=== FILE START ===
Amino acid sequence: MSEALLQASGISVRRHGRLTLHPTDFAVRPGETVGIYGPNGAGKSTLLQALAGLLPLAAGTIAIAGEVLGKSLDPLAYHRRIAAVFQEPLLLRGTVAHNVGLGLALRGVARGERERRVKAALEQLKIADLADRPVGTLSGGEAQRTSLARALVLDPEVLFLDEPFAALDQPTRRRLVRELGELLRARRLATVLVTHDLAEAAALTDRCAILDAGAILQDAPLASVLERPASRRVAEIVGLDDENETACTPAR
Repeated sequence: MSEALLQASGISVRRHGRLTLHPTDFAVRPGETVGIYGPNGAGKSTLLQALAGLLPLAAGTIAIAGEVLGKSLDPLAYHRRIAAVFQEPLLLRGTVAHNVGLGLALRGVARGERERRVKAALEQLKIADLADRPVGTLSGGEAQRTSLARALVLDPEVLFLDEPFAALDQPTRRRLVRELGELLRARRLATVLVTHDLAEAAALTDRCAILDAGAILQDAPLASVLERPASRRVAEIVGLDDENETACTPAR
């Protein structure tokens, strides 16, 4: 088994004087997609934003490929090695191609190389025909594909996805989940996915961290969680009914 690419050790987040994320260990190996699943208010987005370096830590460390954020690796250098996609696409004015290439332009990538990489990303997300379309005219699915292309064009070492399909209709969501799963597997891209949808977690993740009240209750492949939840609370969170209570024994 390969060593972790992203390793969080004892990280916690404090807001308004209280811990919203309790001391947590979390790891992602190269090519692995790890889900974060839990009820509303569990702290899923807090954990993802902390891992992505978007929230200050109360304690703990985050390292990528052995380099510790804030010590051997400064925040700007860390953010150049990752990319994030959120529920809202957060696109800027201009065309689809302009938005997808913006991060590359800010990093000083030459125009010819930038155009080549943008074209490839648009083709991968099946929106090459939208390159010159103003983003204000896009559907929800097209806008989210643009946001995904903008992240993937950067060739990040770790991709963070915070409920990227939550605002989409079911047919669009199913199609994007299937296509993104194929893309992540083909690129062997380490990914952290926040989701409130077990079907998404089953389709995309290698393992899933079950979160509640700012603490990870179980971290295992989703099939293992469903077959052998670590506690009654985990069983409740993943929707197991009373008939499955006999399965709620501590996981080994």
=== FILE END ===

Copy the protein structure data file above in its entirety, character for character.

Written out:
Amino acid sequence: MSEALLQASGISVRRHGRLTLHPTDFAVRPGETVGIYGPNGAGKSTLLQALAGLLPLAAGTIAIAGEVLGKSLDPLAYHRRIAAVFQEPLLLRGTVAHNVGLGLALRGVARGERERRVKAALEQLKIADLADRPVGTLSGGEAQRTSLARALVLDPEVLFLDEPFAALDQPTRRRLVRELGELLRARRLATVLVTHDLAEAAALTDRCAILDAGAILQDAPLASVLERPASRRVAEIVGLDDENETACTPAR
Repeated sequence: MSEALLQASGISVRRHGRLTLHPTDFAVRPGETVGIYGPNGAGKSTLLQALAGLLPLAAGTIAIAGEVLGKSLDPLAYHRRIAAVFQEPLLLRGTVAHNVGLGLALRGVARGERERRVKAALEQLKIADLADRPVGTLSGGEAQRTSLARALVLDPEVLFLDEPFAALDQPTRRRLVRELGELLRARRLATVLVTHDLAEAAALTDRCAILDAGAILQDAPLASVLERPASRRVAEIVGLDDENETACTPAR
């Protein structure tokens, strides 16, 4: 088994004087997609934003490929090695191609190389025909594909996805989940996915961290969680009914 690419050790987040994320260990190996699943208010987005370096830590460390954020690796250098996609696409004015290439332009990538990489990303997300379309005219699915292309064009070492399909209709969501799963597997891209949808977690993740009240209750492949939840609370969170209570024994 390969060593972790992203390793969080004892990280916690404090807001308004209280811990919203309790001391947590979390790891992602190269090519692995790890889900974060839990009820509303569990702290899923807090954990993802902390891992992505978007929230200050109360304690703990985050390292990528052995380099510790804030010590051997400064925040700007860390953010150049990752990319994030959120529920809202957060696109800027201009065309689809302009938005997808913006991060590359800010990093000083030459125009010819930038155009080549943008074209490839648009083709991968099946929106090459939208390159010159103003983003204000896009559907929800097209806008989210643009946001995904903008992240993937950067060739990040770790991709963070915070409920990227939550605002989409079911047919669009199913199609994007299937296509993104194929893309992540083909690129062997380490990914952290926040989701409130077990079907998404089953389709995309290698393992899933079950979160509640700012603490990870179980971290295992989703099939293992469903077959052998670590506690009654985990069983409740993943929707197991009373008939499955006999399965709620501590996981080994």